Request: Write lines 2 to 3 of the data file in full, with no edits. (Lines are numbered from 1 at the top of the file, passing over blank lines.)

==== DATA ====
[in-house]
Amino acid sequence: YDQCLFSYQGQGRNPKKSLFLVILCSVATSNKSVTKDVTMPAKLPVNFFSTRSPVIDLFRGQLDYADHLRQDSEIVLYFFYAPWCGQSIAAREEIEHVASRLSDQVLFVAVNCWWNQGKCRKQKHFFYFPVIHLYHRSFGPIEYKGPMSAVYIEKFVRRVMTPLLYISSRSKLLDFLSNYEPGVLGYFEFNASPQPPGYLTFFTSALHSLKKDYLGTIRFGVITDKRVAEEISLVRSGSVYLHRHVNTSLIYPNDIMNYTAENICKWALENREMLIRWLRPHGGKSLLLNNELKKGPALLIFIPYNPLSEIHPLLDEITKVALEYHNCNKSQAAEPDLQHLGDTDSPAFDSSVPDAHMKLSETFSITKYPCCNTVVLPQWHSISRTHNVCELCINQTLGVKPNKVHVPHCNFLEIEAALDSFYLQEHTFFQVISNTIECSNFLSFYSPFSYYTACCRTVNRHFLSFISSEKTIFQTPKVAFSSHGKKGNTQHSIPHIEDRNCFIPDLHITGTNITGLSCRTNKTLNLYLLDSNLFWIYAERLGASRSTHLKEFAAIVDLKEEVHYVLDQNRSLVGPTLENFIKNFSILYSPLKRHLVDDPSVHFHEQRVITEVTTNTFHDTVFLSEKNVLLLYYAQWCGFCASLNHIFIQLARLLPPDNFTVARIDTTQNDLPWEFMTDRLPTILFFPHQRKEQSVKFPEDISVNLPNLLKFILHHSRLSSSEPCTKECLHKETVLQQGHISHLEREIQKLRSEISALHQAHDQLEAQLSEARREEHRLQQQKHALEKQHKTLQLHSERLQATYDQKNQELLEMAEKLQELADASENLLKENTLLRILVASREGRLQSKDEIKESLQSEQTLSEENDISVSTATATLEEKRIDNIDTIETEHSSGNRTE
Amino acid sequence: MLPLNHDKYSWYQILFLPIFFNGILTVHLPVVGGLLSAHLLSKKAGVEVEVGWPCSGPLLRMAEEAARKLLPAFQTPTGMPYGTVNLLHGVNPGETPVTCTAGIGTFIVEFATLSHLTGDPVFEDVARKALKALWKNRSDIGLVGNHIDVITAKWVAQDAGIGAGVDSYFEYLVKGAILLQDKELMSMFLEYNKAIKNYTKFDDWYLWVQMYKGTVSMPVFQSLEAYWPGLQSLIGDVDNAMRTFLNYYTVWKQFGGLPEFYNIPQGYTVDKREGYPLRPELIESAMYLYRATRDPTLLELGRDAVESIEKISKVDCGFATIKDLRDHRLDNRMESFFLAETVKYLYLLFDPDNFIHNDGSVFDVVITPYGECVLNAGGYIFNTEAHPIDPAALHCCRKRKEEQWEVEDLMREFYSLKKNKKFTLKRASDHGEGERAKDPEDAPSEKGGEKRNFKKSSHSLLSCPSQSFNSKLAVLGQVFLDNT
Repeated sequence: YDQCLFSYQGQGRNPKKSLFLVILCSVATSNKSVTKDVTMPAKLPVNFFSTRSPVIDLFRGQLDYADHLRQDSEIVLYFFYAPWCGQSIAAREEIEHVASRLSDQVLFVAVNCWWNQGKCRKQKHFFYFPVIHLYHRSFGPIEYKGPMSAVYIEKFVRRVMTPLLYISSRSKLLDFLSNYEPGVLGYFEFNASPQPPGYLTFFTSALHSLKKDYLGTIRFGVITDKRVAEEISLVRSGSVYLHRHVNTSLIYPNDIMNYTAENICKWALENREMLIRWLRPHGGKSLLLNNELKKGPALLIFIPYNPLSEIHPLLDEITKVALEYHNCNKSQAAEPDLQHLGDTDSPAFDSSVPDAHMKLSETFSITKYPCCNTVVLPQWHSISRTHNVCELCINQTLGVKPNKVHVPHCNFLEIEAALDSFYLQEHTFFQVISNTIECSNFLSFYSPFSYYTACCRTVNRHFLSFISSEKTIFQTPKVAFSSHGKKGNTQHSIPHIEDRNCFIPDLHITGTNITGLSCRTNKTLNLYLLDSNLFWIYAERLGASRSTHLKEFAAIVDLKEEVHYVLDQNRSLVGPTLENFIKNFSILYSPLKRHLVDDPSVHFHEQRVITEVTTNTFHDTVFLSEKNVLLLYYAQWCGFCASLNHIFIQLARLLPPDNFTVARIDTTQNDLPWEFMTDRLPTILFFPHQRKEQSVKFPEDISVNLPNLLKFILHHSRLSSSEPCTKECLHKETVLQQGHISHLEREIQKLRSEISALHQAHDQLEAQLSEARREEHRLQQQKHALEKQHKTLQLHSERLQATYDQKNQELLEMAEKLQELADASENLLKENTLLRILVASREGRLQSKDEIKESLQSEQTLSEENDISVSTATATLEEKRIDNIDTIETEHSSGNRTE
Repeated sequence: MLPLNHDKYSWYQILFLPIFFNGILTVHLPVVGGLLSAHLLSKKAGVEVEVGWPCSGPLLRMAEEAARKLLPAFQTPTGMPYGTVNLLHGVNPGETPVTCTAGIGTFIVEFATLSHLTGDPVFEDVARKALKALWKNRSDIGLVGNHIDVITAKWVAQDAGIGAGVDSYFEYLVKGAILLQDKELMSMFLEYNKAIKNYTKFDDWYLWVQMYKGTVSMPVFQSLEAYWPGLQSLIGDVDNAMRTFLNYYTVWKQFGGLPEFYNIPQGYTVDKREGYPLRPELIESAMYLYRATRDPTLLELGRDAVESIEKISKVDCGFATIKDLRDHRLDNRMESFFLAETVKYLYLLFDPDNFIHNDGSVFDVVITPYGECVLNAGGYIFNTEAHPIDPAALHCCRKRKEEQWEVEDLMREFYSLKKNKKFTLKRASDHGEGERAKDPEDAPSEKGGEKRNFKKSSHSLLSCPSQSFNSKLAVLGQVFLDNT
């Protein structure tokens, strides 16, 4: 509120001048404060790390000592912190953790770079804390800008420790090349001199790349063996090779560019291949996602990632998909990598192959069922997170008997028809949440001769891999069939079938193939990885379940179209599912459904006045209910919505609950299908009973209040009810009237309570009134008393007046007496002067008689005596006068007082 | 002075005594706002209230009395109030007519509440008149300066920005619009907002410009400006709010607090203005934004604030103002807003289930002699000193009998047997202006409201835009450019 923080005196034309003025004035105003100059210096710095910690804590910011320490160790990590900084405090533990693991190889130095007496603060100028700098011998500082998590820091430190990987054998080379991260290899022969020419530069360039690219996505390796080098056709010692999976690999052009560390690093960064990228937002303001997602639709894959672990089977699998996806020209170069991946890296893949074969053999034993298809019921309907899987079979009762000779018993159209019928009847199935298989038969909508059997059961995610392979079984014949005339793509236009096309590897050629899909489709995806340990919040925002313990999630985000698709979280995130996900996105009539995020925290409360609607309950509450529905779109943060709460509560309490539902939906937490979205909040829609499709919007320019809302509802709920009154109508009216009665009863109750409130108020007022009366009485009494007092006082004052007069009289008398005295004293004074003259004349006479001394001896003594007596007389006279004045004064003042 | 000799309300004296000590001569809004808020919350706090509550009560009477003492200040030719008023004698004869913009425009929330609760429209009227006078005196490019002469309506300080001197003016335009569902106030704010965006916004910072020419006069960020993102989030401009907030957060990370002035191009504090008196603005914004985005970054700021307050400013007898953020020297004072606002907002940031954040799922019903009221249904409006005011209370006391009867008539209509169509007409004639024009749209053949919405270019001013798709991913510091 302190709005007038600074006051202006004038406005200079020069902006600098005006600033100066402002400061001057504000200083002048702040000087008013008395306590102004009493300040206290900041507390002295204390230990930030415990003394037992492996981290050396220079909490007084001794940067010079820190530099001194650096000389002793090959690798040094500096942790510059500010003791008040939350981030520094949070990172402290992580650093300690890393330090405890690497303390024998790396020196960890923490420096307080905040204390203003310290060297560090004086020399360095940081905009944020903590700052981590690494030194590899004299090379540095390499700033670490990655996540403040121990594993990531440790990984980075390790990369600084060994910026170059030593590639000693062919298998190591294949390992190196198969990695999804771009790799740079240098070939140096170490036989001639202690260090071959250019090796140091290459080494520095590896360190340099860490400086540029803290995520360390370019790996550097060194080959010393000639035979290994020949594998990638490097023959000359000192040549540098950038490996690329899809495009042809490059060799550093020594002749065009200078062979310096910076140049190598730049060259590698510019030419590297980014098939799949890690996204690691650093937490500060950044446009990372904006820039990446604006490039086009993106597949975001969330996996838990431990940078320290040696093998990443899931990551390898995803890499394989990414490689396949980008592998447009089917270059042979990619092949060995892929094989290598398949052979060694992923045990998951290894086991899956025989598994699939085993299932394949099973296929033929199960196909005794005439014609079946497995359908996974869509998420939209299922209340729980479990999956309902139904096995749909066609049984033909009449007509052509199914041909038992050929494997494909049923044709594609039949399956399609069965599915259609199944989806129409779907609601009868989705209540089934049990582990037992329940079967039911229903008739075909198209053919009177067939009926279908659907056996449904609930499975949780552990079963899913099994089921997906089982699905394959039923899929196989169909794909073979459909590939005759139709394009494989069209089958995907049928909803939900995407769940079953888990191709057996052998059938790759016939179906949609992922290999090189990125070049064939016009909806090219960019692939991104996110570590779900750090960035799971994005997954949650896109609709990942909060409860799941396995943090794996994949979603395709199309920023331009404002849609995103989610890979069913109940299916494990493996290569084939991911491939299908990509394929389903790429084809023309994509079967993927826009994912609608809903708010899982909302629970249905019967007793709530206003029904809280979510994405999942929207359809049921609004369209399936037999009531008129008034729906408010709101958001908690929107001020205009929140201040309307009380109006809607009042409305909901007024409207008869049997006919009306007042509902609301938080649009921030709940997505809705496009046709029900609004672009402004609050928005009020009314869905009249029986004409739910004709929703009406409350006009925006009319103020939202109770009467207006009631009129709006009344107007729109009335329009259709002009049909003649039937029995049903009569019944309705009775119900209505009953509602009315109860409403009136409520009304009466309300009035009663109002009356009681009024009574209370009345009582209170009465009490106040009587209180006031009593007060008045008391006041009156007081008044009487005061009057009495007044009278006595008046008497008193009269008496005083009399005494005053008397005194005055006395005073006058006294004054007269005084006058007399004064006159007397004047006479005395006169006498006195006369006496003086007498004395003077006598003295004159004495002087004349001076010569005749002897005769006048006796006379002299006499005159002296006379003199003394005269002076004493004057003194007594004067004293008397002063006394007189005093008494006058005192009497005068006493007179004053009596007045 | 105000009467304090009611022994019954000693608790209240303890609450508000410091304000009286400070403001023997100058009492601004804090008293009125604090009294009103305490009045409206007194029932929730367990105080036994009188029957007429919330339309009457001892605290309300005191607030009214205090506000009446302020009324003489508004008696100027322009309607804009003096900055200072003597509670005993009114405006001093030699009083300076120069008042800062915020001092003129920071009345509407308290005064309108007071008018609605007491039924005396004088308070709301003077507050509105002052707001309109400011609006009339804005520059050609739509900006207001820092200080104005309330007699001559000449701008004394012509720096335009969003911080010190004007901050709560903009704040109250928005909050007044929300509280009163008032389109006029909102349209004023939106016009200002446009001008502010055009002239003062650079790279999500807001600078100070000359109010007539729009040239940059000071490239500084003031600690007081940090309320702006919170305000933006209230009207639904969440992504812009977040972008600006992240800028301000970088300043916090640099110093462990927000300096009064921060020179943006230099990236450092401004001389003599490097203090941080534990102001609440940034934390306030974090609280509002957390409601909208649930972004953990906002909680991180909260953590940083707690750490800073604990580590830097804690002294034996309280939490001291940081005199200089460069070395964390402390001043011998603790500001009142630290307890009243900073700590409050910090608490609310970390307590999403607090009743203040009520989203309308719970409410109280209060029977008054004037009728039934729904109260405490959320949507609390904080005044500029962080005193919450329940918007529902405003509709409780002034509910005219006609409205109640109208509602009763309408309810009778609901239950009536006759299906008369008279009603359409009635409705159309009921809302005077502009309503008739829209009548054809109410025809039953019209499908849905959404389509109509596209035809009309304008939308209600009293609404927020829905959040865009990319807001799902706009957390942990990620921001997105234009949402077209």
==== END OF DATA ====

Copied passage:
Amino acid sequence: YDQCLFSYQGQGRNPKKSLFLVILCSVATSNKSVTKDVTMPAKLPVNFFSTRSPVIDLFRGQLDYADHLRQDSEIVLYFFYAPWCGQSIAAREEIEHVASRLSDQVLFVAVNCWWNQGKCRKQKHFFYFPVIHLYHRSFGPIEYKGPMSAVYIEKFVRRVMTPLLYISSRSKLLDFLSNYEPGVLGYFEFNASPQPPGYLTFFTSALHSLKKDYLGTIRFGVITDKRVAEEISLVRSGSVYLHRHVNTSLIYPNDIMNYTAENICKWALENREMLIRWLRPHGGKSLLLNNELKKGPALLIFIPYNPLSEIHPLLDEITKVALEYHNCNKSQAAEPDLQHLGDTDSPAFDSSVPDAHMKLSETFSITKYPCCNTVVLPQWHSISRTHNVCELCINQTLGVKPNKVHVPHCNFLEIEAALDSFYLQEHTFFQVISNTIECSNFLSFYSPFSYYTACCRTVNRHFLSFISSEKTIFQTPKVAFSSHGKKGNTQHSIPHIEDRNCFIPDLHITGTNITGLSCRTNKTLNLYLLDSNLFWIYAERLGASRSTHLKEFAAIVDLKEEVHYVLDQNRSLVGPTLENFIKNFSILYSPLKRHLVDDPSVHFHEQRVITEVTTNTFHDTVFLSEKNVLLLYYAQWCGFCASLNHIFIQLARLLPPDNFTVARIDTTQNDLPWEFMTDRLPTILFFPHQRKEQSVKFPEDISVNLPNLLKFILHHSRLSSSEPCTKECLHKETVLQQGHISHLEREIQKLRSEISALHQAHDQLEAQLSEARREEHRLQQQKHALEKQHKTLQLHSERLQATYDQKNQELLEMAEKLQELADASENLLKENTLLRILVASREGRLQSKDEIKESLQSEQTLSEENDISVSTATATLEEKRIDNIDTIETEHSSGNRTE
Amino acid sequence: MLPLNHDKYSWYQILFLPIFFNGILTVHLPVVGGLLSAHLLSKKAGVEVEVGWPCSGPLLRMAEEAARKLLPAFQTPTGMPYGTVNLLHGVNPGETPVTCTAGIGTFIVEFATLSHLTGDPVFEDVARKALKALWKNRSDIGLVGNHIDVITAKWVAQDAGIGAGVDSYFEYLVKGAILLQDKELMSMFLEYNKAIKNYTKFDDWYLWVQMYKGTVSMPVFQSLEAYWPGLQSLIGDVDNAMRTFLNYYTVWKQFGGLPEFYNIPQGYTVDKREGYPLRPELIESAMYLYRATRDPTLLELGRDAVESIEKISKVDCGFATIKDLRDHRLDNRMESFFLAETVKYLYLLFDPDNFIHNDGSVFDVVITPYGECVLNAGGYIFNTEAHPIDPAALHCCRKRKEEQWEVEDLMREFYSLKKNKKFTLKRASDHGEGERAKDPEDAPSEKGGEKRNFKKSSHSLLSCPSQSFNSKLAVLGQVFLDNT